"The universe is made of stories, not of atoms."
—Muriel Rukeyser

2010 For Hollywood Producers, Is the Glamour Gone?

Scene Stealer

FOR decades, movie producers had one of the cushiest gigs in Hollywood. Studios kept stables of them around — all expenses paid — to shepherd movies through their various stages: inception, the nitty gritty of filming, post-production and publicity.

The job was appealing for its variety as studios sought films ranging from teenage blockbusters to arty dramas to dark comedies. Producers also commanded respect because, as powerful middle men, they could help directors stand up to screwball requests from studios, or vice versa.

Today, though, movie producing is in crisis.

Studios, reeling from declines in DVD sales, have sharply reduced the number of producers they keep on retainer. Warner Brothers, for one, has slashed producer deals by 20 percent since 2008, and more reductions are on the way as current deals expire. This has left a generation of producers having to find a new way to pay their development bills.

At the same time, the number of movies being made has shrunk drastically. Half the independent distributors have folded over the last couple of years, and the big studios are cutting back. Paramount Pictures will release 15 films this year, a 32 percent reduction from 2007.

And that leaves fewer jobs for producers.

Many of the jobs that do exist — bloated sequels, bloated remakes — are depressing to this brainy bunch, resulting in a lot of midcareer angst. Yes, everyone wants to make money. But ask five producers why they got into the business and four will pontificate about a desire to create cinematic art. Few would say they came to Hollywood to make a really great “Spy Kids 4.”

On June 4, the Producers Guild of America will host its second “Produced By” conference in Los Angeles. By gathering elite members of the profession together — and inviting the fledgling ranks to mingle with them — the guild hopes to leave all its members smarter and stronger. Among the big names participating are James L. Brooks, Richard D. Zanuck and Brian Grazer.

About 1,200 attendees are expected at the three-day event, with seminars including “Brand New World: Execution of the Deal,” “Where’s the Money?” and “Better, Faster, Cheaper.”

At the very least, said Mark Gordon, whose producing credits include “Saving Private Ryan,” the conference should help give producers an attitude adjustment. “It’s how does one turn lemons into lemonade,” Mr. Gordon said.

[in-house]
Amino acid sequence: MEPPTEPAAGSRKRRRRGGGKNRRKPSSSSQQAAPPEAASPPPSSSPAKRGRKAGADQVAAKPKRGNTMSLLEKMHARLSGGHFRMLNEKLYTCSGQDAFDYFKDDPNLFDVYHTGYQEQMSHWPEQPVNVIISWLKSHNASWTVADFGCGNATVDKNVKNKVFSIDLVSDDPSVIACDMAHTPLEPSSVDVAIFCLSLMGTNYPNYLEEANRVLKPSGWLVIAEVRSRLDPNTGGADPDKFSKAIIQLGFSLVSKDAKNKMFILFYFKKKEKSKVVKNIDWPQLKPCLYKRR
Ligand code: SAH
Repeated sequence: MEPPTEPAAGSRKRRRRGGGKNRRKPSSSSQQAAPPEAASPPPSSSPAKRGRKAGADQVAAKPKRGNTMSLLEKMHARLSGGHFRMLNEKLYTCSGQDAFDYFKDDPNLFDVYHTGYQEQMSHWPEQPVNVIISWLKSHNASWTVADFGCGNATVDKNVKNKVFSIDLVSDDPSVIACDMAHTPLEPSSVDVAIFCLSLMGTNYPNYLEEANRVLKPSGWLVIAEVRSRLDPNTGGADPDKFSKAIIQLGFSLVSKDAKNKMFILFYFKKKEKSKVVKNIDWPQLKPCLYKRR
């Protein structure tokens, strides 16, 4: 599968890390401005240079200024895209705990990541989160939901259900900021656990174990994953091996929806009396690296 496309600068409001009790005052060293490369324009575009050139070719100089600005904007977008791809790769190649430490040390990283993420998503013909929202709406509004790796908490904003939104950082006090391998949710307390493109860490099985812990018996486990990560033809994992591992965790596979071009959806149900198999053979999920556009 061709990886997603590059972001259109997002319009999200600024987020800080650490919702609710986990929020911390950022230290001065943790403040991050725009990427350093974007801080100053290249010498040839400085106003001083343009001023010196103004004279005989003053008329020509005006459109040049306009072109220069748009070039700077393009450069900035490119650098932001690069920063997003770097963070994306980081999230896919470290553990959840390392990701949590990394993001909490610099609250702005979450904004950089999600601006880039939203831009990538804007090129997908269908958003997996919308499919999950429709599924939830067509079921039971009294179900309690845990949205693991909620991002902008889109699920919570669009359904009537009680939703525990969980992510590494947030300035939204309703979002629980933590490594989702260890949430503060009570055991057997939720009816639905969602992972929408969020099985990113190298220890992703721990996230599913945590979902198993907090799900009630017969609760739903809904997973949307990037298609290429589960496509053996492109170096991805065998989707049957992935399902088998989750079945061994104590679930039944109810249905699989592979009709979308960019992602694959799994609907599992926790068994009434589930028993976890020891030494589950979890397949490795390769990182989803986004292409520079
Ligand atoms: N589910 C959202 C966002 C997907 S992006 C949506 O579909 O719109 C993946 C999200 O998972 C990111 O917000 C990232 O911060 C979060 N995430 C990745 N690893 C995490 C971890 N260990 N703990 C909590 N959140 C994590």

Take the renewed focus on sequels and remakes. “It’s frankly a little depressing for everyone because most producers have a passion for storytelling and don’t want to rehash the same thing over and over,” he said.

But Mr. Gordon added: “That’s the reality of the business right now. You can either say ‘This is not interesting for me’ and go play somewhere else. Or you can figure out a way to deliver what studios want while developing passion projects independently.”

Hawk Koch, whose producing credits include the 2000 thriller “Frequency,” noted that there were still producer success stories, like the fellows behind “Paranormal Activity,” the inexpensive horror flick that sold about $193 million at the global box office and has a sequel on the way.

Other success stories include Basil Iwanyk (he hit it big with the recent remake of “Clash of the Titans,” which has made over $463 million at the global box office, and is prepping a sequel) and Judy Cairo and Michael A. Simpson, the producer team largely responsible for the awards-season darling “Crazy Heart.”

Mr. Simpson said one secret to surviving the current business climate was to adopt new ways of financing and distributing pictures — including tweaking the order in which various tiers of investors get paid and embracing streaming and video-on-demand services.

“Some of the most experienced studio producers don’t understand” the new environment, he said by e-mail: “They often have the greatest difficulty adjusting.”

CAN the Producers Guild help? If increased participation in this organization is any indication, a lot of people hope so: membership in the group, which is 60 years old, stands at over 4,200, a 40 percent increase over five years ago. There are an estimated 10,000 working producers in Hollywood.

Mr. Koch and Mr. Gordon want to become co-presidents of the organization; they are running unopposed, with results to be announced June 4. Among their goals are helping members obtain better health care coverage and ensuring that production companies hire guild members.

Most important, they want to persuade studios (and television networks) to formally adopt a system for assigning the producer credits that scroll by at the end of a movie.

There are various levels of producer credit in movies. “Associate producer” is really just a prominent thank you; “executive producer” generally means someone who brought in financing but didn’t play a large creative role.

The heavy lifting is done, counterintuitively, by those labeled simply as “producer,” and Mr. Koch and Mr. Gordon want to make sure this credit has gone to people who actually did the work — which is not always the case now.

Regardless of their success on that front, expect to see more producer names in the end credits as people are forced to team up in greater numbers.

Producers are a problem-solving bunch. It’s their job. They figure out how to fit a budget to a script, how to persuade stars to bite on a project and how to delicately fire a director. So they will undoubtedly figure out how to survive, even if it means following the advice of Bob Gazzale, the chief executive of the American Film Institute.

At a recent event honoring the producer Jerry Bruckheimer in Los Angeles, Mr. Gazzale noted: “What do producers do? Whatever it takes.”


Photos: Rene Macura/Associated Press and Lucas Jackson/Reuters

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